Why I wrote 'OMID RIP' on Turnbull's office, and got arrested

Issue 

When I heard that Omid Masoumali had set fire to himself on Nauru on April 27, had to wait 26 hours to be airlifted out, during which time he had no pain relief, and then died in Brisbane, it was too much. Suddenly the activism we were engaging in seemed very inadequate.

Omid means “hope” in Farsi. He had been stripped of hope by the government's deterrence sadism, aided and abetted by the so-called opposition. The only hope left was in his name. Many others have been stripped of hope, and Omid will not be the last to have taken their own life.

To me, self-immolation always seems appalling. I kept on thinking about it. Thinking about the unfairness of it, I wondered how people could keep living their lives, immersed in their mobile phones, driving, shopping.

Omid's family released this statement on May 20, the day of his funeral in Iran:

“Our hope is gone! Omid is gone forever. He was only 24. 'Omid' means 'hope' in Persian. His father named him Omid because his birth gave hope, excitement, and life to his small family.

“As a child, Omid was so sweet and cute. He loved animals very much. He had built up a small shelter in his house where he kept his pets; they were just like his close friends.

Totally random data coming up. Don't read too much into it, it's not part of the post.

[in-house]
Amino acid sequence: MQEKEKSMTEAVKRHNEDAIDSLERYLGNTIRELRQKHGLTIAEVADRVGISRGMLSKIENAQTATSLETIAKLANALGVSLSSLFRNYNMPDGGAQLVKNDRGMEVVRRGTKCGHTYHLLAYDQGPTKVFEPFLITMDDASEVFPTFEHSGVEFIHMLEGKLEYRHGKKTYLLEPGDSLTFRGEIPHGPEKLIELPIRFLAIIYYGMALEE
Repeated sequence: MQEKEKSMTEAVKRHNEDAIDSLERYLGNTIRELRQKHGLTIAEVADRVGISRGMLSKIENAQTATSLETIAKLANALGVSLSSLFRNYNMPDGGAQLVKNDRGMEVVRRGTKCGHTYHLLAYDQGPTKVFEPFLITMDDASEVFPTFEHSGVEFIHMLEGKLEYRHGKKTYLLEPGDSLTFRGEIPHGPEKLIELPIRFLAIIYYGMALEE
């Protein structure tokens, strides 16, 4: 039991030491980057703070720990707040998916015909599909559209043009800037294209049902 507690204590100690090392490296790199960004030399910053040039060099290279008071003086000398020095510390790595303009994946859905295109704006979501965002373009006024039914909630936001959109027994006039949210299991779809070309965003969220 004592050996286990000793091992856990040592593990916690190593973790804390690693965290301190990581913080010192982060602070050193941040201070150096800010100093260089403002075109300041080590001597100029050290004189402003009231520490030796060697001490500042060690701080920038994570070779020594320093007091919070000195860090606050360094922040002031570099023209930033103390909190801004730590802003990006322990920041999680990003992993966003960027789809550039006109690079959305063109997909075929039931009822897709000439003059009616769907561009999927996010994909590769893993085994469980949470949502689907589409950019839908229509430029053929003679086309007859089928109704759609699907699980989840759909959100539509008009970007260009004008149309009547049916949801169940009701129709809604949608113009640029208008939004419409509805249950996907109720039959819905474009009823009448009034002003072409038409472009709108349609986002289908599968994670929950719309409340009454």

“Our Omid had it all: he was warm, friendly, always smiling, witty, and athletic ability. He was a lifeguard and saved a couple of children. Those kids still come to visit us. His friends describe him as a trustful, amiable, warm, and lovely fella. He was happy and joyful; full of life. It was impossible not to laugh when he was around.

“Omid had a catchy slogan that everyone remembers: all his goodbyes were followed by 'Chakeretam, Nokaretam', a saying in Persian which implies you can always count on me for everything. 'Chakeretam, Nokaretam' coming from his mouth, with a broad smile, while he was holding his cap with one hand and tapping your shoulder with the other hand.

“There is no word that can express how bitter his loss is for us. Our Omid is gone; our hope is dead; so unbelievable, so sudden! We were counting on him, like always, like what he was saying every time; counting for better future, counting for sweet coming moments.

“Omid was doing well, enduring hardships for better future. What happened to Omid's hope? Who has taken his hope? Who has taken our hope, our Omid? Who has made the life so bitter for him? We lost our Omid, our hope. Who has made the life so bitter for us? The endless bitterness..."

I had not read this when I went to Prime Minister Malcolm Turnbull's office. I initially wrote Omid's name in chalk. Then I wrote the names of others who had taken their lives because they were locked up by the immigration department for coming here by sea. There are many of them, and many have set themselves on fire.

Another refugee, Hodan Yasin attempted the same only two days after Omid. As far as we know, she is still in a Brisbane hospital. A Bangladeshi woman has also taken her life with Panadol, on Nauru.